In this book, Bullough travels among the various North Caucasian lands (those parts of the Russian Caucasus bordering modern-day Georgia and Azerbaijan) and their scattered Diasporas. He is a wonderfully vivid writer, evoking a great sense of place, of people, and of those peoples' experience of their space. He relates the stories of a plethora of characters, Chechen Sufi mystics, stranded in exile in Kazakhstan; exiles in Turkey, Austria, and Poland; lonely, heroic survivors of the massacres and deportations of the 1940s and their unavailing efforts to extract justice and compensation from the teeth of an indifferent or hostile Russian state. Many of the stories are heart-breaking - the Chechen elder who, after fifty years of exile in Kazakhstan, returned to Grozny in 1994, only to have war force him out once again, back into exile into Kazakhstan. His story speaks for hundreds of thousands of experiences suffered by the people of this region of eviction and exile.

Bullough relates the tale of the violent incorporation of the North Caucasus into the Russian Empire in the 19th Century, and subsequent traumas, the greatest of which was the series of mass deportations of whole peoples by Stalin, collective punishment for suspected or actual collaboration on the part of individual members of those communities with the Nazi invaders. He also documents the impact of two of Russia's most recent wars in Chechnya, one of which arguably launched Vladimir Putin's career. His chapters on Chechnya are especially good, and reveal something about why the sorts of martial virtues that make Chechens excellent guerrilla fighters also made it impossible for them to form a coherent state. It was this failure of the quasi-independent Chechen republic from 1996 to 1999 to contain banditry and extremism which gave Putin the pretext to crush the mountain insurgents with great violence (Putin's recent declamatory rhetoric about Ukraine's Euromaidan's `war' on ethnic Russians sounds especially hollow to anyone who knows his own war-record in Chechnya).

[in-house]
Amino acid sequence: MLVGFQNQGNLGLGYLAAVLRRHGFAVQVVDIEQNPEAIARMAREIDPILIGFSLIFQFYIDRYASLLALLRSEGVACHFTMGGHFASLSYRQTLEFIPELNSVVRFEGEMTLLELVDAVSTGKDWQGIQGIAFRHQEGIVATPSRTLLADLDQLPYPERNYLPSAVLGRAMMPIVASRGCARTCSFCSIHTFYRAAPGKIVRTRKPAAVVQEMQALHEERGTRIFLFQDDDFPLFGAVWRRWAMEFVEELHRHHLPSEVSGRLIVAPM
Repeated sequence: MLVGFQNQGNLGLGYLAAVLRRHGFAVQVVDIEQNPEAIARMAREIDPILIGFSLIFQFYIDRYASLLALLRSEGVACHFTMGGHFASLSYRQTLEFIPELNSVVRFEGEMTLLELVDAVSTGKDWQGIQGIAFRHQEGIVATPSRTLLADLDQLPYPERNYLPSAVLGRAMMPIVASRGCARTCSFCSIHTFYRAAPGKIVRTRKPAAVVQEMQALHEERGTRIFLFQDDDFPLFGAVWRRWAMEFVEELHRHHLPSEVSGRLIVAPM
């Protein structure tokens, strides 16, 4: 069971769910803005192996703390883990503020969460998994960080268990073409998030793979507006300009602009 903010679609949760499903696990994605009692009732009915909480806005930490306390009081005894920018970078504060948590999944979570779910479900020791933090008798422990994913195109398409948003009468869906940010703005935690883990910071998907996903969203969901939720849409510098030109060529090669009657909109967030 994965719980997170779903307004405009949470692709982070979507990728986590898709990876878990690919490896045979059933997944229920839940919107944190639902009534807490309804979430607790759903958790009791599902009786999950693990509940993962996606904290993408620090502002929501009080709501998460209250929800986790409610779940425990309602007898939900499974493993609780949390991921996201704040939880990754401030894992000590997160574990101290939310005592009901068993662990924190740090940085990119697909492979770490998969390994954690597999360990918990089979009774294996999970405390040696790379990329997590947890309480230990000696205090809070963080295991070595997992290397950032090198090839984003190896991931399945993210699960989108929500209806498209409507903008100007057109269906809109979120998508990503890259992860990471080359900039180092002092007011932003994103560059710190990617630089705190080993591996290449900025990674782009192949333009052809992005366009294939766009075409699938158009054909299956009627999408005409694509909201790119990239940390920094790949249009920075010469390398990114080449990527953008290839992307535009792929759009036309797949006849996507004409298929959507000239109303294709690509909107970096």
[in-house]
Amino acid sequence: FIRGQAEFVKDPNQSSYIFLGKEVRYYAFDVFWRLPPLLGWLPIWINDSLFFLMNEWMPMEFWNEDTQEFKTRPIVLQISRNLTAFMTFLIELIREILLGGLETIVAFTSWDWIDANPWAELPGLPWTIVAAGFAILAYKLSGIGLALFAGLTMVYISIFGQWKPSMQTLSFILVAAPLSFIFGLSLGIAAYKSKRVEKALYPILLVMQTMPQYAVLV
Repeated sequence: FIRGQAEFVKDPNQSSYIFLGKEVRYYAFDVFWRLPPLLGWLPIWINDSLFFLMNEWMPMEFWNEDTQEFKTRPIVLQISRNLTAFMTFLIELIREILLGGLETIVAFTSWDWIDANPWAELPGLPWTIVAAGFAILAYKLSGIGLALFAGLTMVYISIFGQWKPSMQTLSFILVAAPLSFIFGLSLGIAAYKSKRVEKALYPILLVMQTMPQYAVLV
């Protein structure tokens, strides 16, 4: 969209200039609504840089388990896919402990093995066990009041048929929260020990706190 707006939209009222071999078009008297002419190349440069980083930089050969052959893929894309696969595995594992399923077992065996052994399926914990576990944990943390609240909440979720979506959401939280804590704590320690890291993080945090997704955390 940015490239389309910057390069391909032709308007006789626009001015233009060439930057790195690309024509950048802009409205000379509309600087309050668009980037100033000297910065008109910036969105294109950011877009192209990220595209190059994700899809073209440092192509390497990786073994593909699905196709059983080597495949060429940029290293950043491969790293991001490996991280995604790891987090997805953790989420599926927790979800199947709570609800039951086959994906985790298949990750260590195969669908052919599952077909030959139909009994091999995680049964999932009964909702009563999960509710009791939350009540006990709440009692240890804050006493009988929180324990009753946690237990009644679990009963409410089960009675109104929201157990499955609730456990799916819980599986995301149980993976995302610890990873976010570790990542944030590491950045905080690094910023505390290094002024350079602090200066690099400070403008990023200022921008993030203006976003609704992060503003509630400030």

If there is only one mild criticism of the book, it is that his impassioned advocacy for the victims of the Russian/Soviet empires sometimes lacks nuance. Some of the colonised identified enthusiastically with their masters - a fact overlooked in anti-colonial narratives generally, not just ones condemning Russian imperialism. The North Ossetians for instance served in Tsarist and Soviet armies in great numbers - per head of population, more of their fighting men were decorated `Heroes of the Soviet Union' than any other ethnic group. Having said that, the book succeeds in doing justice to those who have been denied it, by allowing the victims to tell their stories. And it is done with great panache and verve. The mark of a very good writer is that he seems to unfold these stories effortlessly, and keeps himself in the background. Even if you know very little about the North Caucasus, it is likely that the author's narrative skills will engage you and make it a gripping, compelling read. Cynics say that the winners write history. But in this book, the losers have written it. If you want to begin to understand something about this neglected region, then this is just the book.